Black History Month: Alaine Allen Is Investing in the Future of Youth

Issue Date: 
February 27, 2012
Alaine AllenAlaine Allen

As a student, Alaine Allen excelled in math and science, all the way from elementary school through college. And in her first job as a physics teacher in the Woodland Hills School District, she was confident that she could engage her students in the sciences. Early on in her career, Allen realized that her true passion was more in connecting with and guiding students than in teaching science.

One particular incident brought this realization to the fore: During a fifth-period physics class, a student burst into Allen’s classroom in tears. The student, a teen mother, told Allen that her boyfriend had been shot and hospitalized the night before. Following school protocol, Allen walked with the student to the Student Assistance Program office.

“The woman in the office quickly returned the student to my room and offered to cover [my] class while I talked to the student,” Allen recalled, adding, “I could teach physics well, and I could engage the students. But I realized that I was more excited and passionate about making a personal connection with the students.”

So, in 1994, Allen left the classroom to work full-time for the University of Pittsburgh’s INVESTING NOW, a program that encourages high school students from underrepresented populations to choose careers in the science, technology, engineering, and math (STEM) fields.

Today, she is the director of the Swanson School of Engineering’s Pitt Engineering Career Access Program (PECAP), which helps open the STEM fields to students from underrepresented populations. PECAP comprises both INVESTING NOW and Pitt EXCEL, a program for Pitt students enrolled in the Swanson School of Engineering.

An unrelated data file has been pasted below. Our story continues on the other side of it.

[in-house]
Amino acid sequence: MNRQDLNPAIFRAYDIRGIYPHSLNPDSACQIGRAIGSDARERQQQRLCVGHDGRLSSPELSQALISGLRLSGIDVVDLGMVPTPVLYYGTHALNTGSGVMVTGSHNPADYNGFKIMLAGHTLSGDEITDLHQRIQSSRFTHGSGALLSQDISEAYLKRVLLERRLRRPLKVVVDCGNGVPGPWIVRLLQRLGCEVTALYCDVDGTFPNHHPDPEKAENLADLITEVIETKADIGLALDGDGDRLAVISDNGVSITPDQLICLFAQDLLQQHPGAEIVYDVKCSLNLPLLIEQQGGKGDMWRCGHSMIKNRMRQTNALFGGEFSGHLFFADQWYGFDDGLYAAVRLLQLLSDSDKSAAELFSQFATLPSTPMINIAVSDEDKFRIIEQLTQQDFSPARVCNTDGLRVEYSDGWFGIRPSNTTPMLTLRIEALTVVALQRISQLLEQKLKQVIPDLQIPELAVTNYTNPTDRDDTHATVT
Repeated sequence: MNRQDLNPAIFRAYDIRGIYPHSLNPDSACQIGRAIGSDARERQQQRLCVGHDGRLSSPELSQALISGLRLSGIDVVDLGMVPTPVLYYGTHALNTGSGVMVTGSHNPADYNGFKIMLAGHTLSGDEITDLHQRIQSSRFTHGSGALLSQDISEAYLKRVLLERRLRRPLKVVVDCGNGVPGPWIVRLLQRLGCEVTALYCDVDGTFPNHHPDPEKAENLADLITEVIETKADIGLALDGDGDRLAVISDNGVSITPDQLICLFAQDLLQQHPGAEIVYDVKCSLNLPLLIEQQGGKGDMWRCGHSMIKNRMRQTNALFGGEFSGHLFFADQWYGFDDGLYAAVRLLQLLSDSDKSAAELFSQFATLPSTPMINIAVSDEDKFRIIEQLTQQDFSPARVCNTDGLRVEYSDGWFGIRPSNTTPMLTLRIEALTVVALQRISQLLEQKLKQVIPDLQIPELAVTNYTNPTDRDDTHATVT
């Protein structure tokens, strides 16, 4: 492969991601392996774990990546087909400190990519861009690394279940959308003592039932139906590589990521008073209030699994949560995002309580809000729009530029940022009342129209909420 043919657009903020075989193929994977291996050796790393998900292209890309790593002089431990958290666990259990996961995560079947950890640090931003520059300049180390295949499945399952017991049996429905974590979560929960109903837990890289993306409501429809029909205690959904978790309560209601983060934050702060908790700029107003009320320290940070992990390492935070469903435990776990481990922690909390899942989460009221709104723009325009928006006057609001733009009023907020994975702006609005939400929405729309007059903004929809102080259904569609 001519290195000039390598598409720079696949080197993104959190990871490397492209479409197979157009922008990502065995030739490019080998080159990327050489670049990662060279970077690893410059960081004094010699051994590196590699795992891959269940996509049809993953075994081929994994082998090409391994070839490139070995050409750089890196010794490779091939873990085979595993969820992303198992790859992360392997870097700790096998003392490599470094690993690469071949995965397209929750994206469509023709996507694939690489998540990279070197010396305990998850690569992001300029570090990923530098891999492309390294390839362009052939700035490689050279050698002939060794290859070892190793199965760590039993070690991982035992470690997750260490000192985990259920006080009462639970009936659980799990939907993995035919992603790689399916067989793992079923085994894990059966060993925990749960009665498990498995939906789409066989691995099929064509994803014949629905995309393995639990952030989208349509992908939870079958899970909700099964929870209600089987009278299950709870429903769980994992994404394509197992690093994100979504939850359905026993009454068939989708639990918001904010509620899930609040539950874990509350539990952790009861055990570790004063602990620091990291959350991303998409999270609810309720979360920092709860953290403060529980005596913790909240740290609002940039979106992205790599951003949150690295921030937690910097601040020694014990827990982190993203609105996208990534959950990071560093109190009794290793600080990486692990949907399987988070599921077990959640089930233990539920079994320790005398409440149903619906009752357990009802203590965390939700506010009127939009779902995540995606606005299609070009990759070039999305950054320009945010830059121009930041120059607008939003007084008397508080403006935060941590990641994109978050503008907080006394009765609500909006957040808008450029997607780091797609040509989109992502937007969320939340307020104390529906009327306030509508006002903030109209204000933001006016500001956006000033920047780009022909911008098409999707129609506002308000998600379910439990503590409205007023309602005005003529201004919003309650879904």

Allen, who earned bachelor’s degrees in physics and secondary education in 1991 from Lincoln University, received her master’s degree in education from Pitt’s School of Education in 1993.

Since returning to Pitt, Allen has made her mark on campus. In 2011, she received the Chancellor’s Affirmative Action Award, given annually to an outstanding University program area or individual that has made a significant contribution in affirmation action. In his letter to Allen informing her of the award, Nordenberg said the selection committee “lauded you as an ideal administrator whose experience with the range of services provided by the Swanson School of Engineering and the University brings the continuity of commitment and vision necessary to maintain both the reach and the depth of PECAP’s affirmative action mission.” Nordenberg also noted that he was “particularly impressed” that Allen’s nomination was supported by two former PECAP participants.

In 2010, Pitt’s African American Alumni Council presented Pitt EXCEL with the 2010 It Takes a Village Sankofa Award, recognizing the program’s efforts to support the academic success of Pitt’s African American students.

While Allen said the accolades are encouraging, one of her biggest career rewards is watching students succeed. She said she and Darryl Wiley, the INVESTING NOW assistant director, hope to expand the reach of the precollege program by increasing the number of students involved and discovering new opportunities to engage high school students in math and science.